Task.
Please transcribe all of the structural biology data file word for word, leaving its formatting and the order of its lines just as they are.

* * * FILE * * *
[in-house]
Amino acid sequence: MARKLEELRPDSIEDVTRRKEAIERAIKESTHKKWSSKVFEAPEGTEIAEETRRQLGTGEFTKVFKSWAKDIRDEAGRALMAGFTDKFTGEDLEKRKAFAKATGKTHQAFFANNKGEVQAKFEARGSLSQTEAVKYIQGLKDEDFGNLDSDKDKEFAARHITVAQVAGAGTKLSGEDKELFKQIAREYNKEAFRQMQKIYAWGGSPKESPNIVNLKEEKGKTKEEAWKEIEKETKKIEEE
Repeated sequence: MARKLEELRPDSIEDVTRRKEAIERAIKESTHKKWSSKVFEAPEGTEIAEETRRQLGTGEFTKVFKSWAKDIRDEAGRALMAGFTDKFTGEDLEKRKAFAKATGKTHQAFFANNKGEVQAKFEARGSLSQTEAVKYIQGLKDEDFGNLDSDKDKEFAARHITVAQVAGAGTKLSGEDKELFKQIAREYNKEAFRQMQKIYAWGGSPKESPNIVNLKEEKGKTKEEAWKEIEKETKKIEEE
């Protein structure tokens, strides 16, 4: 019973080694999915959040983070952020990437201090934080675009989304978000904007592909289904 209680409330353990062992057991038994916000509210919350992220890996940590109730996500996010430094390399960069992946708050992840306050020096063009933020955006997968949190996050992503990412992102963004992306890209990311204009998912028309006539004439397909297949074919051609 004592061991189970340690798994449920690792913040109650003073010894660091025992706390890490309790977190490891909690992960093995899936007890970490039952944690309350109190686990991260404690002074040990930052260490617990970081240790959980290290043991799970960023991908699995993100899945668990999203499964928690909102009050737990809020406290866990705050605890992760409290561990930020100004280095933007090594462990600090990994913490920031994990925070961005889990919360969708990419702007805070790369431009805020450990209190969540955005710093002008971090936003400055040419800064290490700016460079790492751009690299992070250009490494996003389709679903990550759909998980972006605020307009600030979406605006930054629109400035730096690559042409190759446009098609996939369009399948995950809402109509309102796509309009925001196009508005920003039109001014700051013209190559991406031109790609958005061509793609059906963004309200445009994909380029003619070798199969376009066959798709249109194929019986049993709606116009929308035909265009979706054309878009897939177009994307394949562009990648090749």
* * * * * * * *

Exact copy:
[in-house]
Amino acid sequence: MARKLEELRPDSIEDVTRRKEAIERAIKESTHKKWSSKVFEAPEGTEIAEETRRQLGTGEFTKVFKSWAKDIRDEAGRALMAGFTDKFTGEDLEKRKAFAKATGKTHQAFFANNKGEVQAKFEARGSLSQTEAVKYIQGLKDEDFGNLDSDKDKEFAARHITVAQVAGAGTKLSGEDKELFKQIAREYNKEAFRQMQKIYAWGGSPKESPNIVNLKEEKGKTKEEAWKEIEKETKKIEEE
Repeated sequence: MARKLEELRPDSIEDVTRRKEAIERAIKESTHKKWSSKVFEAPEGTEIAEETRRQLGTGEFTKVFKSWAKDIRDEAGRALMAGFTDKFTGEDLEKRKAFAKATGKTHQAFFANNKGEVQAKFEARGSLSQTEAVKYIQGLKDEDFGNLDSDKDKEFAARHITVAQVAGAGTKLSGEDKELFKQIAREYNKEAFRQMQKIYAWGGSPKESPNIVNLKEEKGKTKEEAWKEIEKETKKIEEE
């Protein structure tokens, strides 16, 4: 019973080694999915959040983070952020990437201090934080675009989304978000904007592909289904 209680409330353990062992057991038994916000509210919350992220890996940590109730996500996010430094390399960069992946708050992840306050020096063009933020955006997968949190996050992503990412992102963004992306890209990311204009998912028309006539004439397909297949074919051609 004592061991189970340690798994449920690792913040109650003073010894660091025992706390890490309790977190490891909690992960093995899936007890970490039952944690309350109190686990991260404690002074040990930052260490617990970081240790959980290290043991799970960023991908699995993100899945668990999203499964928690909102009050737990809020406290866990705050605890992760409290561990930020100004280095933007090594462990600090990994913490920031994990925070961005889990919360969708990419702007805070790369431009805020450990209190969540955005710093002008971090936003400055040419800064290490700016460079790492751009690299992070250009490494996003389709679903990550759909998980972006605020307009600030979406605006930054629109400035730096690559042409190759446009098609996939369009399948995950809402109509309102796509309009925001196009508005920003039109001014700051013209190559991406031109790609958005061509793609059906963004309200445009994909380029003619070798199969376009066959798709249109194929019986049993709606116009929308035909265009979706054309878009897939177009994307394949562009990648090749």